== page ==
Teens who started ALS nonprofit in elementary school honored for philanthropy
Maeve Shaughnessy and Sydney Birchard found out early that they shared a common pain that can never fully heal.
The two 16-year-olds met during their elementary school days at St. Edmund's Academy in Squirrel Hill. It turned out they both had loved ones who died from amyotrophic lateral sclerosis, aka ALS. The disease took Maeve’’s grandmother in 2016 and Sydney’s grandfather in 2000. While Maeve got to know her grandmother a bit, Sydney never had a second of time with her grandfather.
“Everyone should have an opportunity to meet their grandparents,” Sydney, of Wilkinsburg, told the Post-Gazette. “When they’re taken by a disease, it robs you of opportunities and what could have been.”
In 2016, the two collaborated on launching ALS Kids, a nonprofit focused on raising money for the ALS Association Western Pennsylvania Chapter and its ongoing efforts to fund ALS research and support those living with the disease. At the time, Maeve, of Ross, was only 10 years old and Sydney was only 9. Their efforts over the past six years have so far resulted in $50,000 worth of donations to the ALS Association.
Their hard work was formally recognized recently when the Association of Fundraising Professionals bestowed upon them its 2022 William R. Simms Award for Outstanding Youth in Philanthropy. The two received their awards during AFP’s recent ICON 2022 gathering in Las Vegas.
“When my mom called me, I was like, ‘Oh my gosh!’ ” Maeve said. “It’s so crazy to think about, because I never expected anything like this to happen in my life, especially so young.”
Maeve and Sydney are now high school sophomores, the former attending Oakland Catholic and the latter a Shady Side Academy student. ALS Kids started out as a lemonade and popsicle stand benefitting ALS that they set up on a whim. In fourth grade at St. Edmund’s, the two had the opportunity to pitch a business idea through the “Be The Boss” program. That’s how ALS Kids was born.
Since then, they have devoted a great deal of their time to raising money for the ALS Foundation. They’ve done everything from selling mugs and stress balls to organizing 5K runs, softball tournaments, miniature golf outings and online auctions, with all the proceeds going toward their cause of choice.
It’s not like ALS Kids is all these two have going on. Sydney plays field hockey, basketball and lacrosse at Shady Side. Maeve also plays field hockey, babysits and works at a pizza shop in Fox Chapel. Maintaining ALS Kids feels like second nature to them at this point because it’s something they’ve done for so long that has become a true calling.
“There’s always more you can do,” Sydney said. “I feel like everyone has something they’re super passionate about. Ours just happens to be philanthropy and giving back. ... It brings me joy seeing other people happy and how we’re helping the community.”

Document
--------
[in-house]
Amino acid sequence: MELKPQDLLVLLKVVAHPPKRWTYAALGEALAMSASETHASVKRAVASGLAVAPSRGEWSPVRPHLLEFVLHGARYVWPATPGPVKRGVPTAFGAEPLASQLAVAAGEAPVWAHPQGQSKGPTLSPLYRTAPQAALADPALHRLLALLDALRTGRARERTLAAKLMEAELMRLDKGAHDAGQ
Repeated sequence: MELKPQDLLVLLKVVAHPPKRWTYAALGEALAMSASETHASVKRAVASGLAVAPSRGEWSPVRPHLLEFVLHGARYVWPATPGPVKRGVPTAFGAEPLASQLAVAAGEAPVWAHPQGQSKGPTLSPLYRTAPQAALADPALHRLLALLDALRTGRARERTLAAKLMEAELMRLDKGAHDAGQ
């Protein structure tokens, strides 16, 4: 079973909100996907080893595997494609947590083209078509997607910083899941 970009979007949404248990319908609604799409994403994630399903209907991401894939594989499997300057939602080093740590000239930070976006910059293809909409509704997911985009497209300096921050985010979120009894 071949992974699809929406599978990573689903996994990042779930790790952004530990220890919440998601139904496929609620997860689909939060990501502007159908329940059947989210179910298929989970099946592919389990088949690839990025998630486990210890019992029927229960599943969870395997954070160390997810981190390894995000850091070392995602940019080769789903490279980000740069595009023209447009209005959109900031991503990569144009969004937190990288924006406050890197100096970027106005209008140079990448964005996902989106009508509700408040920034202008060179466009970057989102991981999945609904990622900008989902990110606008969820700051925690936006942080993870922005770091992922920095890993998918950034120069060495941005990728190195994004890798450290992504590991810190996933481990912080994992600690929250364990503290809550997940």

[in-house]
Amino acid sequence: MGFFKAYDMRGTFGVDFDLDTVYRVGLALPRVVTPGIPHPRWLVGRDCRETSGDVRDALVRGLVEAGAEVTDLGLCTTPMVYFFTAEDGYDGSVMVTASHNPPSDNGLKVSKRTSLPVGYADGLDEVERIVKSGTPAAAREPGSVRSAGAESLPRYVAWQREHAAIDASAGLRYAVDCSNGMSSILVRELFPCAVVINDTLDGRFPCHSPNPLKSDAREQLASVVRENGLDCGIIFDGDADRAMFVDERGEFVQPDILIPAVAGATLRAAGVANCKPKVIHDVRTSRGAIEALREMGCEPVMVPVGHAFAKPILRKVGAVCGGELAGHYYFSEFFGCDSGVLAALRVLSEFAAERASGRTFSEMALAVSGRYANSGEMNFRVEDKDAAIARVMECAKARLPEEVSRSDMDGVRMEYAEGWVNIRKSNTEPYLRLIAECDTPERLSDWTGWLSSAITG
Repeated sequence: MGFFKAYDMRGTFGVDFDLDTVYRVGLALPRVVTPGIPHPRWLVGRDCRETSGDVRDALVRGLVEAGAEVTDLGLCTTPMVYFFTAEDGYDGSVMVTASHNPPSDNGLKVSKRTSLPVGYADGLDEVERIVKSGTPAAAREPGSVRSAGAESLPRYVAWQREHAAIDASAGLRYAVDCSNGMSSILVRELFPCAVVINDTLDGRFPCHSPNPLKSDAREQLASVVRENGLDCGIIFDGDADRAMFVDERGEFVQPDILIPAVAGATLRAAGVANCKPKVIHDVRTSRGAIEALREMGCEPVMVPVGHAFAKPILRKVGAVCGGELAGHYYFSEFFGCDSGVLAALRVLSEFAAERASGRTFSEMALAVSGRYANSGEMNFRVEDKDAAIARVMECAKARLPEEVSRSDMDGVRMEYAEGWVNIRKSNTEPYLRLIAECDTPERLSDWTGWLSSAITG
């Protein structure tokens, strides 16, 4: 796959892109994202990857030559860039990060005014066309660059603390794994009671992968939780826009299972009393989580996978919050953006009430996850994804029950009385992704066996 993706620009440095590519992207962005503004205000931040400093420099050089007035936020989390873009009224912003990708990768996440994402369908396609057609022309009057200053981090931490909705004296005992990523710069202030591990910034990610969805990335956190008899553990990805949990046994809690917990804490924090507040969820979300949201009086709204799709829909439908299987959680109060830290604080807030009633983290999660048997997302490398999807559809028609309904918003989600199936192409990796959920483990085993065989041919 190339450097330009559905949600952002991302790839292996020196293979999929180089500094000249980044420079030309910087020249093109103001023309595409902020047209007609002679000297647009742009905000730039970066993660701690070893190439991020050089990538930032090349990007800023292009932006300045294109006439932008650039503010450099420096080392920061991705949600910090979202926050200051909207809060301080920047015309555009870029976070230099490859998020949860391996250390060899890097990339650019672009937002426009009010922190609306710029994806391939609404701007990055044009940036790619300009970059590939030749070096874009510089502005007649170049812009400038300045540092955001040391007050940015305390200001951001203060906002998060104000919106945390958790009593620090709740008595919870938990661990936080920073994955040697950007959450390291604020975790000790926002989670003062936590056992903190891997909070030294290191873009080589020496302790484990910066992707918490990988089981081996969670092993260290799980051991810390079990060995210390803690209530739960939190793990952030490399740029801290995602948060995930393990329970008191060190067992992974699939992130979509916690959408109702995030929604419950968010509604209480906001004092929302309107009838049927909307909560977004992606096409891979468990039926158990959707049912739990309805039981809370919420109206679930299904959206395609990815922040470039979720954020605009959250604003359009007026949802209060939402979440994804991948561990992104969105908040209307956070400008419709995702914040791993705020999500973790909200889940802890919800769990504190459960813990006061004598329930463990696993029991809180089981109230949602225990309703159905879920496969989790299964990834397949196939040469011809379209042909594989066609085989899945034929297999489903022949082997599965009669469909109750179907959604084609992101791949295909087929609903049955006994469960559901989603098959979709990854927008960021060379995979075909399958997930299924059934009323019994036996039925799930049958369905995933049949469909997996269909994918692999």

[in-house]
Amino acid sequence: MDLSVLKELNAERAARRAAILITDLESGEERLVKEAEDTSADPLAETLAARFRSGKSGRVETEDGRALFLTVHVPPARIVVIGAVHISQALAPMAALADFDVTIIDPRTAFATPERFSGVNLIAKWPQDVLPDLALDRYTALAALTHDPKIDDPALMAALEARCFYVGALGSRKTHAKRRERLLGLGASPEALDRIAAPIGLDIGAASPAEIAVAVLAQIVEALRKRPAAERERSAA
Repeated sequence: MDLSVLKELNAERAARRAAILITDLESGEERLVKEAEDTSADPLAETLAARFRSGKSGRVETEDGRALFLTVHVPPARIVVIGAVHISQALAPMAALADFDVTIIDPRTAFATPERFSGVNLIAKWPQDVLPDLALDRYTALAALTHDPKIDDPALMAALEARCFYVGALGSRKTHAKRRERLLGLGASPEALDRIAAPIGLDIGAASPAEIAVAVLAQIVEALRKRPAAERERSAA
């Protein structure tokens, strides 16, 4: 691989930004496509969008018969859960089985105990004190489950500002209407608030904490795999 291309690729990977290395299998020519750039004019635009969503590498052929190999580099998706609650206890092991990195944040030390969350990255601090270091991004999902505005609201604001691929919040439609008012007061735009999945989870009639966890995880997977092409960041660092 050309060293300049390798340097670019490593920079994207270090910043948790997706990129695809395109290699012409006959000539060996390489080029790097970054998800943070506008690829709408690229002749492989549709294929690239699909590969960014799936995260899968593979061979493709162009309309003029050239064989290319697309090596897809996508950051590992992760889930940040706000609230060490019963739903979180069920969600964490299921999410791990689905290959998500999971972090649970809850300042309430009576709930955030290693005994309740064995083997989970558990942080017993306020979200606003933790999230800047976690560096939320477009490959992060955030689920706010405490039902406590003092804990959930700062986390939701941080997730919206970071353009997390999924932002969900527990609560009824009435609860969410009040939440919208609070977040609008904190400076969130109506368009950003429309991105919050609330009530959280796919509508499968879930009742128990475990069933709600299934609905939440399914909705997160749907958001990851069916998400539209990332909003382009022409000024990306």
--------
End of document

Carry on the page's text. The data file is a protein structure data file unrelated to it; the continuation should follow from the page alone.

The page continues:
The ALS Kids duo had a local champion in Dave Tinker, vice president of advancement with the nonprofit Achieva and a former board member of Western Pennsylvania’s AFP chapter. Curing ALS has been a cause close to his heart ever since one of his college fraternity brothers died of the disease. Five years ago, he attended a charity walk organized by ALS Kids, which was when Maeve and Sydney first came on his radar.
“They were always around and their name was always said,” Mr. Tinker said. “I looked into it a little bit more, and I was pretty amazed by what they were able to do.”
AFP is an international association of more than 35,000 fundraising professionals worldwide, he said. He had previously helped the teens win a similar youth philanthropy honor through AFP’s local chapter. He once served on the AFP international committee that dealt with awards, so he had a feeling ALS Kids “really would shine” against global competition as well. So he nominated them for the William R. Simms Award.
As someone who began fundraising for various causes when he was 19 and has been in that world for 32 years now, Mr. Tinker believes that what these two young women do deserves to be acknowledged “at such a high level.”
“I’m still amazed by it, and I look forward to all the things they’re going to continue to do with it,” he said. “They’ve carried this on and were able to continue to do things through COVID. They still kill it.”
Neither of them do this work for the accolades, of course. It’s the ALS patients they meet who are constantly reminding them that what they do is more than worth it. Maeve said she is always floored by how those folks continue “fighting with such grace” and rarely complain about their condition.
“It’s a keep-the-ball-rolling kind of deal,” she said. “We’re so proud of what we’ve accomplished. ... Anything we can do, we want to do.”
Sydney echoed those sentiments: “Because Maeve and I are so passionate about it, we’ve been able to do it for six years. We love giving back, and we love this community of the people we’ve met through ALS Kids.”
First Published May 15, 2022, 6:00am